Reaching intensity

Community worker teaching a family healthy feeding practicesAlive & Thrive’s programs were intensive, reaching mothers frequently with support and messages delivered through a number of channels. Results show that the more ways that mothers were exposed to child feeding messages, the more likely they were to adopt changes in feeding practices.

For example, in Ethiopia the more ways we reached mothers with messages about the importance of feeding children protein-rich animal source foods—through home visits, village gatherings, radio spots, and other activities—the more likely they were to feed an egg to their young children. Feeding a child an egg every day is a priority recommended behavior, and one that even poor Ethiopian mothers found feasible. See the difference below.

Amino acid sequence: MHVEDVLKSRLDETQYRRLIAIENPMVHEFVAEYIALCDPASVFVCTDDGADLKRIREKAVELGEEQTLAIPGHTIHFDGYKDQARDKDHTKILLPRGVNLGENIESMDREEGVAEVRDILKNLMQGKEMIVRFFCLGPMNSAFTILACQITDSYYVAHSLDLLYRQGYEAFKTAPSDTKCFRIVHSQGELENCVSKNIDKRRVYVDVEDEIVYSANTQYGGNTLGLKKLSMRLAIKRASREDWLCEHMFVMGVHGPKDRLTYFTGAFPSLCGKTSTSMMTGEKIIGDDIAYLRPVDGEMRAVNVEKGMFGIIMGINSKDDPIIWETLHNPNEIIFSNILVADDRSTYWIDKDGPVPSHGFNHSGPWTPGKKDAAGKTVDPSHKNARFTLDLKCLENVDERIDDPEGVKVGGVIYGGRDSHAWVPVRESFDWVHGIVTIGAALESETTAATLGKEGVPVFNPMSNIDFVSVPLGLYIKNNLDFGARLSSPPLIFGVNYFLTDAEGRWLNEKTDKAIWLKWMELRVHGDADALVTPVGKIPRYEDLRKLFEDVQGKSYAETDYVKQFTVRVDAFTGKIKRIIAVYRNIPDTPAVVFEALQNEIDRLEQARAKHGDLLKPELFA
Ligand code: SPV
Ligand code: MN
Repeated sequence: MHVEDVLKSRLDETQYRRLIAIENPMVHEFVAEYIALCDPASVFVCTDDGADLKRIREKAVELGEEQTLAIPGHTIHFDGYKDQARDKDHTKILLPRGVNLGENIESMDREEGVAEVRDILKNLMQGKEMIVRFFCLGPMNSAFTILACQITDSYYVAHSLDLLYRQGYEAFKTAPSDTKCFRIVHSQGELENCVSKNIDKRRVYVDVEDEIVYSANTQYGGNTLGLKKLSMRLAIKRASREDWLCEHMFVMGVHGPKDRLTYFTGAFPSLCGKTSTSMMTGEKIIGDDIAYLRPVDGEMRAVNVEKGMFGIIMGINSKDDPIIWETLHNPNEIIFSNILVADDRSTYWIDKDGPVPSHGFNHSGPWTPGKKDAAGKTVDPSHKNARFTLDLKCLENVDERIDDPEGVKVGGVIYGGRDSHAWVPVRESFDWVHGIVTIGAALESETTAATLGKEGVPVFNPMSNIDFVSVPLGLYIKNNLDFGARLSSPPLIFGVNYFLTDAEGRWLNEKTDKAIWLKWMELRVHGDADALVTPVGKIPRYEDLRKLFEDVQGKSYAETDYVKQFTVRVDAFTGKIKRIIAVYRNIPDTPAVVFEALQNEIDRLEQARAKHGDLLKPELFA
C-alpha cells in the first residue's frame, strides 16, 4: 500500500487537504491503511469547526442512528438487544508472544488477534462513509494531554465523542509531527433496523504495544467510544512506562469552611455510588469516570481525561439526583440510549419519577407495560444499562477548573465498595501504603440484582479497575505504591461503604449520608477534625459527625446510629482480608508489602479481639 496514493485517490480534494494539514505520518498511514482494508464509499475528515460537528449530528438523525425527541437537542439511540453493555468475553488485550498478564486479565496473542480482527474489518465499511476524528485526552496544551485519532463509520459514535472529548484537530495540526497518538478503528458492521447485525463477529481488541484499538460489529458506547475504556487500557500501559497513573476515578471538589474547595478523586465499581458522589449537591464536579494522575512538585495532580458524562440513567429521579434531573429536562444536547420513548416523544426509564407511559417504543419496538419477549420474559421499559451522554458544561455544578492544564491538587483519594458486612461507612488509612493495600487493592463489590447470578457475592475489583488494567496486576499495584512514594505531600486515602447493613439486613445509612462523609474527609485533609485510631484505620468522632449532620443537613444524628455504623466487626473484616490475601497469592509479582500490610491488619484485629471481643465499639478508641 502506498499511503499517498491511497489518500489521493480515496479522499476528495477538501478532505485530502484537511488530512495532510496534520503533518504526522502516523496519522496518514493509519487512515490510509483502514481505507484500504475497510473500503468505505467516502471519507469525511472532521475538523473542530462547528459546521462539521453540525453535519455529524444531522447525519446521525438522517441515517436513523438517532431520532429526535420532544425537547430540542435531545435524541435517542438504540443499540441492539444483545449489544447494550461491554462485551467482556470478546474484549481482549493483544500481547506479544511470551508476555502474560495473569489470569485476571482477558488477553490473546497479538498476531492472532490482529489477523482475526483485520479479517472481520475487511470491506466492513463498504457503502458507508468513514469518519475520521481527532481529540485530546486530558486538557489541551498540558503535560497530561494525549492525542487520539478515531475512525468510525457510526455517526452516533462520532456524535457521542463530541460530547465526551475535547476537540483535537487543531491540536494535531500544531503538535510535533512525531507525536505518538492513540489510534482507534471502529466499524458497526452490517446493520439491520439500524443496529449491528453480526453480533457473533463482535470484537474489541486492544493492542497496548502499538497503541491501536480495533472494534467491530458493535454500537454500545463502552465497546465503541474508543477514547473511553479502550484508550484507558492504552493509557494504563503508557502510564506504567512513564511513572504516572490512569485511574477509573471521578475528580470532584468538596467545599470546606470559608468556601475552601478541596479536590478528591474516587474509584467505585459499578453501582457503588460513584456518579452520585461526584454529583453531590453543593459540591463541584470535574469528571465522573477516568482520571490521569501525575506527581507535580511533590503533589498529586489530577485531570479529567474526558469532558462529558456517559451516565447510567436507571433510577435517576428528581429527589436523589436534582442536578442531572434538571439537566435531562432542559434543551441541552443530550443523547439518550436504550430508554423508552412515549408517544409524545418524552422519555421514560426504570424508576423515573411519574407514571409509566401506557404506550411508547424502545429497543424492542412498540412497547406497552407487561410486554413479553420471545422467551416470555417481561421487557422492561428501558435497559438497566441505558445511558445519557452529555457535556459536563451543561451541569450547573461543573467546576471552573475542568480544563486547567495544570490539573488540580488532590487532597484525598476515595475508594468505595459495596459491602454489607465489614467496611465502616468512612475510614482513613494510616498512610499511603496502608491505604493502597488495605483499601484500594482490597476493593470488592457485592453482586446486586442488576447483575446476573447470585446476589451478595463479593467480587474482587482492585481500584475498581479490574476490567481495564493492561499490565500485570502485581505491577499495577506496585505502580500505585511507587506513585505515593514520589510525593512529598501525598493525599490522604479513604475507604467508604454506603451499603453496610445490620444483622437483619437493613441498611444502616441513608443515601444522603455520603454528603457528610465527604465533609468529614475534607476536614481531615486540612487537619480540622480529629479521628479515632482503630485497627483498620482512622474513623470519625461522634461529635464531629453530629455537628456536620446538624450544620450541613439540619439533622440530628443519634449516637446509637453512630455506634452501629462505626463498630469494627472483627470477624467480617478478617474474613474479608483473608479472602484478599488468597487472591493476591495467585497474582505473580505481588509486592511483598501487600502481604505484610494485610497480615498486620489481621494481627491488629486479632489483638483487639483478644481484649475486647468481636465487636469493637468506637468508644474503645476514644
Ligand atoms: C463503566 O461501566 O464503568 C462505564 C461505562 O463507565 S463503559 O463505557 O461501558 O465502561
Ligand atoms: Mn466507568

The greater number of activities that reach a mother, the more likely she is to adopt the behavior

Half of mothers who reported exposure to five or more A&T program activities fed their child an egg, compared with 16 percent of those exposed to only one activity.

Number of activities reaching mothers in Ethiopia

9%
0 activities
16%
1 activity
23%
2 activities
23%
3 activities
34%
4 activities
50%
5+ activities

Percent egg consumption among children 6-23 months

In Bangladesh, the program achieved intensity not just through message repetition, but by getting people talking about feeding. Community mobilization activities addressed specific concerns, reassured family members, and brought opinion leaders, doctors, and others in on the conversation.

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Alive & Thrive is funded by the Bill & Melinda Gates Foundation and the governments of Canada and Ireland and managed by FHI 360.